As mortgage foreclosures have increased in the last two years, federal, state, and local agencies have all struggled with an appropriate response. One barrier to crafting more effective outreach, counseling and other interventions is a lack of information about the incidence of foreclosure at the local level and the provision of alternatives to foreclosure by financial firms. The advent of the federal Making Home Affordable program has introduced an additional factor to the mortgage servicing system. While only recently implemented, this program has the potential to result in greater use of loan modifications as alternatives to foreclosure. Understanding the current context of loan defaults and the response by financial institutions in this changing context is critical.
Mortgage modifications have become an important component of public interventions designed to reduce foreclosures. In this paper, the authors examine how the structure of a mortgage modification affects the likelihood of the modified mortgage re-defaulting over the next year.
The National Foreclosure Mitigation Counseling (NFMC) program is a special federal appropriation, administered by NeighborWorks® America, that is designed to support a rapid expansion of foreclosure intervention counseling in response to the nationwide foreclosure crisis. This report presents the results of preliminary analyses that attempt to measure the effects of the NFMC program on counseled homeowners. Overall, our analysis suggests that the program is having its intended effect of helping homeowners facing loss of their homes through foreclosure.
The authors document the fact that servicers have been reluctant to renegotiate mortgages since the foreclosure crisis started in 2007, having performed payment-reducing modifications on only about three percent of seriously delinquent loans. They use a theoretical model to show that redefault risk and self-cure risk make renegotiation unattractive to investors.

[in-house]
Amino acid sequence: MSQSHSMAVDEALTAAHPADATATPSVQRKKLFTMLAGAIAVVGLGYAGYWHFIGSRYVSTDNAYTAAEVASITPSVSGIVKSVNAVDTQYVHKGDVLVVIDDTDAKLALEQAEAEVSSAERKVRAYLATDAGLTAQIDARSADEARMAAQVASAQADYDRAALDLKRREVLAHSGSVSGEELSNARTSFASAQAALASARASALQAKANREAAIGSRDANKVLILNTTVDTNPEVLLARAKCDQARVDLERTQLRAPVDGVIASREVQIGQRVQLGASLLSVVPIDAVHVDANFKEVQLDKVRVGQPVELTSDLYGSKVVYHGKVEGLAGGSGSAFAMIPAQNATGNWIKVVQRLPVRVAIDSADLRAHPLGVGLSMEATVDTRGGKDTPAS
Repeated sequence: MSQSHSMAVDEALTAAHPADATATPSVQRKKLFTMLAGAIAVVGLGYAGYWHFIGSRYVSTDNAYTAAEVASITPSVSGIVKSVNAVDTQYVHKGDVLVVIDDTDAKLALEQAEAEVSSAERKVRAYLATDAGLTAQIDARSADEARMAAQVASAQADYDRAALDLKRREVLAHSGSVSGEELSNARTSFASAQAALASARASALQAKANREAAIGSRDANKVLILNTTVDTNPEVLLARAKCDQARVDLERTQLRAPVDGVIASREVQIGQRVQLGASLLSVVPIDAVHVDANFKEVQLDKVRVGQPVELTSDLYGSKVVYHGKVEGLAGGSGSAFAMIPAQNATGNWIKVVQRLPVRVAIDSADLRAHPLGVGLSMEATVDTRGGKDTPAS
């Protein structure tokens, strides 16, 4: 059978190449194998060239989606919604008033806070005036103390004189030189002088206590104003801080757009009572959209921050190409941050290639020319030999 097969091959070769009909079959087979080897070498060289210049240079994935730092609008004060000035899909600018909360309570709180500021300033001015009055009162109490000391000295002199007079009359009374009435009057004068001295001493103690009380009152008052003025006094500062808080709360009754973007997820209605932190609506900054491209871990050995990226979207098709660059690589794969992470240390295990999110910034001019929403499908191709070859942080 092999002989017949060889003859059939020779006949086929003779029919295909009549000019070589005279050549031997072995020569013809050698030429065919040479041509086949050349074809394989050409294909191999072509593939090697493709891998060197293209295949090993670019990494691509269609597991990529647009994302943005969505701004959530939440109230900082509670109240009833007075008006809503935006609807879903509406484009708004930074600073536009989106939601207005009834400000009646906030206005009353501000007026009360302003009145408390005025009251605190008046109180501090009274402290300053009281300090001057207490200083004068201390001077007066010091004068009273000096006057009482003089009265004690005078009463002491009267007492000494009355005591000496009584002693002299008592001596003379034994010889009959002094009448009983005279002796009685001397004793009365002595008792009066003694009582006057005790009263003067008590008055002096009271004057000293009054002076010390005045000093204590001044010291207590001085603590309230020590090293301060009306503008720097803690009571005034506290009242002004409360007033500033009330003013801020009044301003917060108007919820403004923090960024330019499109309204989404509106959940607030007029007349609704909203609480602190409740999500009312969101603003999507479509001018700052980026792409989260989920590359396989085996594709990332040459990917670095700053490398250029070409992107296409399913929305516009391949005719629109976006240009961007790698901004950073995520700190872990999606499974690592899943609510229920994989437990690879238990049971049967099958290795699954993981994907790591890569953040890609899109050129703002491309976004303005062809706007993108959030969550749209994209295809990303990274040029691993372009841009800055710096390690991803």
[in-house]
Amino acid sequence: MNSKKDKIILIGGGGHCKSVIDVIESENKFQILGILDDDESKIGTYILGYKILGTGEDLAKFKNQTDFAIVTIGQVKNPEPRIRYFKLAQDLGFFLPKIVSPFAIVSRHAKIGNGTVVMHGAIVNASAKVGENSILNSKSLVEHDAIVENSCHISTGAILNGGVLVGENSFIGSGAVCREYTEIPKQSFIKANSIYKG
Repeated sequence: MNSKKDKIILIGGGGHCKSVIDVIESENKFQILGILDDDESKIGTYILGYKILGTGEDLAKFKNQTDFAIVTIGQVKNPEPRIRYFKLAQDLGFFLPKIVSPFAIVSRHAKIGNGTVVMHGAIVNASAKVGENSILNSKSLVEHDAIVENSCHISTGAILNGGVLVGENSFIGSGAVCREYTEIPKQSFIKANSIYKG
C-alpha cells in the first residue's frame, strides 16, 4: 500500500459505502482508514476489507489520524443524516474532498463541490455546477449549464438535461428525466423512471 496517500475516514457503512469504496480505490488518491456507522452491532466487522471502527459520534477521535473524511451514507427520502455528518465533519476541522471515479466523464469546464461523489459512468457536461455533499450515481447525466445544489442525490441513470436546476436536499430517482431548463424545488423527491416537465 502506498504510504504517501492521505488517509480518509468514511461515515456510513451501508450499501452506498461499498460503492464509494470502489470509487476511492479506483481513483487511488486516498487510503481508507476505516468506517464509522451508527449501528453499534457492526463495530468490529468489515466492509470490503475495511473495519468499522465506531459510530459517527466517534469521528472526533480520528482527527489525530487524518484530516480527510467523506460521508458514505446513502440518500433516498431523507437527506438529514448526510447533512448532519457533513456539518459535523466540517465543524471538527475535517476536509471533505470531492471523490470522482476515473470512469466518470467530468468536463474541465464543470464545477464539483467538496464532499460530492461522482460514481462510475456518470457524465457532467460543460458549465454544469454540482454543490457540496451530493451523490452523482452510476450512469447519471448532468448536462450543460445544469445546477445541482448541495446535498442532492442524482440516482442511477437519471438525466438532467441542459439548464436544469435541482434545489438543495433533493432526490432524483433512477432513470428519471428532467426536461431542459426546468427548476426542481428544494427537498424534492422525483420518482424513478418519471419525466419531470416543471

This public policy brief presents a proposal designed to help homeowners who are unable to afford mortgage payments on their principal residence because they have suffered a significant income disruption and because the balance owed on their mortgage exceeds the value of their home.
The authors scan available research and other sources to assess how much we know about the way foreclosures impact families and communities and offer suggestions on what the findings have to say about the need for additional research and about how to address the crisis at the local level.
The authors analyze changes to bankruptcy law in 2005 and argue that it shifted risk from credit card lenders to mortgage lenders and that this contributed to the increase in subprime foreclosures.
The authors analyze the performance of loans originated in California by CRA-regulated and non-CRA-regulated financial institutions. They find that loans by CRA-regulated institutions performed better than those made by independent mortgage companies, controlling for a wide range of borrower, loan and lender characteristics.
Presentation by Joe Schilling of the Metropolitan Institute at Virginia Tech and the National Vacant Properties Campaign.
The contributions in this document are synopses of key findings from research and Federal Reserve System policy analysis on selected topics relating to housing, mortgage loan performance, and foreclosures.
This document provides facts and figures that pertain to the recent increase in mortgage foreclosures.
Educating low-income borrowers may be an effective — if oft-overlooked — way to minimize mortgage losses
Foreclosure Response Podcasts
Federal Reserve Bank of Atlanta